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How Does Air Pollution Affect Cyclists?

Fitday Editor
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Although you can go on about the benefits of biking to work for hours on end, there is one potential wrinkle: air pollution can be offsetting some of the value you get by using your own "human power" to get to your destination.

Air Pollution and Cyclists

When you take a bicycle instead of a car, you're getting several benefits. You're not paying for the gas you would've spent to get around. You're getting great cardio exercise and muscle work for your lower body. You're seeing your community up close, and you're contributing to a better environment for all of us in the future.

The problem comes in when you think about where you may be taking that bicycle. If you're cycling on rural roads, air quality may not seem like much of an issue, and it may not really affect your ride. But in cities, it's a whole other story. The air pollution caused by a large volume of passing traffic can have a serious effect on cyclists and other athletes or those involved in intensive physical workouts. Medical studies show that those who are exercising hard near traffic can breathe in up to 10 times as much particulate matter, or even more, than those who are simply at rest in the same environment. To make problems worse, even where traffic is not immediately present, the collective air pollution of all of our home and transportation systems can cause temporary bad air quality in a particular location, according to several factors. Local governments are now posting air quality information for residents to help them evaluate whether or not they should be outside at all.

Bad Air Effects

For cyclists who are biking right along with traffic, the emissions and other particulates from the exhaust can bypass the nasal lining and go deep into the lungs. This can cause some serious conditions over time.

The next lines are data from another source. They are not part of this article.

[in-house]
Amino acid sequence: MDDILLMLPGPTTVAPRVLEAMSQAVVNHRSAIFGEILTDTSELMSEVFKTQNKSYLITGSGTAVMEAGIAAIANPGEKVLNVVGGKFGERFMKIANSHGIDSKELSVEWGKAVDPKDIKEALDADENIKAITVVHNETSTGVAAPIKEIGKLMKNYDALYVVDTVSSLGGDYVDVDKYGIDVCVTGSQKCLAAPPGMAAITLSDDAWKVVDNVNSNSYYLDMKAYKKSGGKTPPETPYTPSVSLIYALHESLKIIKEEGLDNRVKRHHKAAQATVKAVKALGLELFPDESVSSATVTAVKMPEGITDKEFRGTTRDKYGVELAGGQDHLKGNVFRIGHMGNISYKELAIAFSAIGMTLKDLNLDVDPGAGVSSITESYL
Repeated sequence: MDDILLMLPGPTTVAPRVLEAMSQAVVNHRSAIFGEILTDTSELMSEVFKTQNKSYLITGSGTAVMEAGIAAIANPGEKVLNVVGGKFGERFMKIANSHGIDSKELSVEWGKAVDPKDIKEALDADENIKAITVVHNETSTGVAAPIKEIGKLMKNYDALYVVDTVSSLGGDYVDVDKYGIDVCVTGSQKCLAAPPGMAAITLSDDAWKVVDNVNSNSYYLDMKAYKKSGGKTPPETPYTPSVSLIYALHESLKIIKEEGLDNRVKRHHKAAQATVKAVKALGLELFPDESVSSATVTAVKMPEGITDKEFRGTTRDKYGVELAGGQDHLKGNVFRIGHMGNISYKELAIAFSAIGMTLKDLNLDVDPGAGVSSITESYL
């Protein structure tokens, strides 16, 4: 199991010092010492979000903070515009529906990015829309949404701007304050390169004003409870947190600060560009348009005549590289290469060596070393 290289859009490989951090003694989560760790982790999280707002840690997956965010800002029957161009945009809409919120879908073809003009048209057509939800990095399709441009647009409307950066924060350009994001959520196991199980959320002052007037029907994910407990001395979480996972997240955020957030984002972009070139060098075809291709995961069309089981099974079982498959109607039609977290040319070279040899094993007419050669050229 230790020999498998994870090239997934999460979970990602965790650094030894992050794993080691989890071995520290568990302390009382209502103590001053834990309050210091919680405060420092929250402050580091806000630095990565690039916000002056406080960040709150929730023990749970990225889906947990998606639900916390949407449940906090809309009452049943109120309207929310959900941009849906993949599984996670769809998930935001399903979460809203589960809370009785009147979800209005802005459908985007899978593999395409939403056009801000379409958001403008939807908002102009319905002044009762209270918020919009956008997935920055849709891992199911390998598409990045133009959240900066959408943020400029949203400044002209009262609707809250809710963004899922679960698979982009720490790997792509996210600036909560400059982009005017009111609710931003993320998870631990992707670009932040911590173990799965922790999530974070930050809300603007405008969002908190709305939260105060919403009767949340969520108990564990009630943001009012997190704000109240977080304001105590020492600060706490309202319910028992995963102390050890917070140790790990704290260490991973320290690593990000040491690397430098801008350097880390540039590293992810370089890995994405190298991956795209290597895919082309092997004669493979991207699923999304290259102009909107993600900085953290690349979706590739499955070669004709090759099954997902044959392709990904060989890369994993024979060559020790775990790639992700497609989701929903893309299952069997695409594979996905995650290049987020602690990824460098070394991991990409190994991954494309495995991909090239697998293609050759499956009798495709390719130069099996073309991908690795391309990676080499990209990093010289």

For other cyclists, the effects are more immediate. Some, especially those who suffer from asthma related conditions, report itchiness, sore throats and other ailments related to braving the traffic on a bicycle.

Some Common Solutions

What do cyclists do to minimize this potential problem? Some find alternate routes, and some rely on manufactured gear to help filter out dangerous elements in the air. Different kinds of filtration masks are now on the market worldwide to help avid cyclists deal with air pollution. Not all of them are rated or provide credible proof of filtration, but in the cycling community, you may be able to find a consensus on which types of masks give the best protection at the cheapest price.

The prominent issue of how air pollution and bad air quality affects cyclists and pedestrians is one component of a greater debate about how to use resources, and how to implement public policy. In these kinds of situations, the personal often blends with the political as individuals seek to protect themselves from environmental hazards while encouraging better policy to alleviate the overall problem. Cyclists and others can take a look at the website of national government agencies such as the U.S. Environmental Protection Agency to see what their governments are doing about the worsening of air quality in their communities.

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